RI Stop & Shop Stores, Union Reach Tentative Deal to Avoid Strike
Tuesday, March 05, 2013
The tentative contract, which is subject to a legal review by the union’s attorneys, will be presented to union members throughout New England for a vote this Sunday.
“The purpose of the meeting will be to report on contract negotiations, vote to accept or reject the proposed contract, and if the contract is rejected, a strike vote will be taken,” UFCW Local 371 President Tom Wilkinson said in a release to union members yesterday. “We look forward to a full attendance at this very important meeting!”
James Riley, the Secretary/Treasurer of UFCW Local representing Rhode Island said the unions and Stop & Shop had a difficult time reaching an agreement primarily because of one key component of the contract: healthcare changes brought about by the Patient Protection Affordable Care Act.
“It’s changed the game as far as negotiated benefits and the law,” Riley said. “We brought in some very, very smart, very professional experts in the industry, some of the brightest minds in the business from Washington, DC to help us get along through these difficult negotiations.”
Riley said the uncertainty of the law, whose main provisions go into effect beginning next year, made negotiations much more difficult than they’ve been in the past.
“We didn’t normally negotiate the way we normally negotiate in terms of part-time healthcare, full-time healthcare,” he said. “We had to take into consideration this law and had to figure out how we could go forward to keep affordable health care for our part-timers and full-timers and how to move forward for the best results for the members.”
Riley wouldn’t go into specifics of the tentative deal—saying he wanted union members to see it for themselves at Sunday’s meeting—but said the changes to the company’s healthcare policy were the “main stumbling block.”
“That was what was driving negotiations more than anything else,” he said. “It made it very grueling to get through it but we had a lot of very smart, very talented individuals assisting us in negotiations and we’ve got something that we can bring to the membership.”
The UFCW union contract with Stop & Shop initially expired on February 24 but was extended a week in an effort to avoid a possible strike after the two sides couldn’t come to an agreement on the changes made because of the new healthcare law.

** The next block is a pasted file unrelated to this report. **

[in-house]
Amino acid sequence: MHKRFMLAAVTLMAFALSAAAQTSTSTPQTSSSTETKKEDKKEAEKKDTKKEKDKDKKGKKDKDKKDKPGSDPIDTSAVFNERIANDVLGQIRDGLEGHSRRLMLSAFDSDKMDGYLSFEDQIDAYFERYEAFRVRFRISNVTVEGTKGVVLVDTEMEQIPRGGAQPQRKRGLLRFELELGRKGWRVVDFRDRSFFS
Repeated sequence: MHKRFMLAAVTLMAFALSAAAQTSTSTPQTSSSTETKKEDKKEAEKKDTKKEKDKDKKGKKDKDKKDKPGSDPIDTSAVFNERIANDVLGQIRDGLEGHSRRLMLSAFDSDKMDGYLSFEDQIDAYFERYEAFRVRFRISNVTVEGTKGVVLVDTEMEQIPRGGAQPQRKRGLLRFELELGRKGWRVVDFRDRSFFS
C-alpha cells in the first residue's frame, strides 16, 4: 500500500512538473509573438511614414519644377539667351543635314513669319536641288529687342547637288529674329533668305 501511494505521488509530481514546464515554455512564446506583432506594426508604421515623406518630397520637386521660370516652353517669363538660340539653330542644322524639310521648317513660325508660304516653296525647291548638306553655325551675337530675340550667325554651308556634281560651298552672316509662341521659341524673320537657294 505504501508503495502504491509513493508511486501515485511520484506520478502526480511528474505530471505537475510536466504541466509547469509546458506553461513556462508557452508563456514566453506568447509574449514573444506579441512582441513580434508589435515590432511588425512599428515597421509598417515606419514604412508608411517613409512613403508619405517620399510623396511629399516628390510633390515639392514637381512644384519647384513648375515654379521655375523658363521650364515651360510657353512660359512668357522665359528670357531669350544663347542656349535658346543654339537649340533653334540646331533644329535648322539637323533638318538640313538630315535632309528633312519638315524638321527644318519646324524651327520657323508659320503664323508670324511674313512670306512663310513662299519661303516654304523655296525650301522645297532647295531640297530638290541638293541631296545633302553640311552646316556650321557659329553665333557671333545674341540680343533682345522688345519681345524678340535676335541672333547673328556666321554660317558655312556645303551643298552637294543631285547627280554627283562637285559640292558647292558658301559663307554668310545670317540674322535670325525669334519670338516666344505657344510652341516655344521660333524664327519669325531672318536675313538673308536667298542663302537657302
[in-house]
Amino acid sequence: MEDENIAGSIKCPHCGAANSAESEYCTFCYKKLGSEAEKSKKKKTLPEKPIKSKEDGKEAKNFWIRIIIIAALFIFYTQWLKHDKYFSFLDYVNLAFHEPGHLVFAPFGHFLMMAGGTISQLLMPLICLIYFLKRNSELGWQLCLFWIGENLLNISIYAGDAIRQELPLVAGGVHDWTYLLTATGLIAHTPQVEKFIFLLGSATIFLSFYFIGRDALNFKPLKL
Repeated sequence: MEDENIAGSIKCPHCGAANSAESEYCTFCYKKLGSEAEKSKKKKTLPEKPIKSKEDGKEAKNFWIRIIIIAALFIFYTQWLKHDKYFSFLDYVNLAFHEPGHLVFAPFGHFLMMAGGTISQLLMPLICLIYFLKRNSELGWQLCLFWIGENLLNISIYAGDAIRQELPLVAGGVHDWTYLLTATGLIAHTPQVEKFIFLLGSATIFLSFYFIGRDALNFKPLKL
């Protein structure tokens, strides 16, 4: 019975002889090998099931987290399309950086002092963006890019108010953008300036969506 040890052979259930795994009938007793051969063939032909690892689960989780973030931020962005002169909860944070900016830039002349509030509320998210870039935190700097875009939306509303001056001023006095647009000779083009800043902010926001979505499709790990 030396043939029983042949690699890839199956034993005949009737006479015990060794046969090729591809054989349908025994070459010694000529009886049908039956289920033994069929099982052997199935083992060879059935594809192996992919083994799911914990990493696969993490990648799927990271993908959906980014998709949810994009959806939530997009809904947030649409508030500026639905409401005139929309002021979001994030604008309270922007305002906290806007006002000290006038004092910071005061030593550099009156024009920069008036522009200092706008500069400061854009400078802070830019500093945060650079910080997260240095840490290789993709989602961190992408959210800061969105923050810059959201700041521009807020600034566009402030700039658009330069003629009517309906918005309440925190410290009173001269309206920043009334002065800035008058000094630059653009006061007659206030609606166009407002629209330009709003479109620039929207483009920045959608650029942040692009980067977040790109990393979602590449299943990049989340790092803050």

“We were far away,” Riley said. “We were far away, we needed an extension and we just needed more time.”
Riley said the Union was going to do whatever it could to avoid a potential strike of its 40,000 total employees, 11,000 of which are from Rhode Island and Massachusetts.
“It’s important to our membership to have good consistent money coming in and have them keep their jobs without having a break,” he said. “We represent a lot of people who rely on us for their hours, wages, working conditions and benefits and we do not take that responsibility lightly. The members don’t want to strike, we don’t want to strike and the company doesn’t want to strike and we were able to once again come to an agreement without that job action, contingent on the membership voting on Sunday.”
Riley said he sees the healthcare negotiations becoming a stumbling block for “many other industries” in their future negotiations but believes that, on Sunday, his union will vote on what it believes is the best deal for itself.
“We will bring what we have negotiated to the membership and we’re confident that they will make a sensible decision looking at the facts and the presentation that we give to them and we’ll move forward,” he said.
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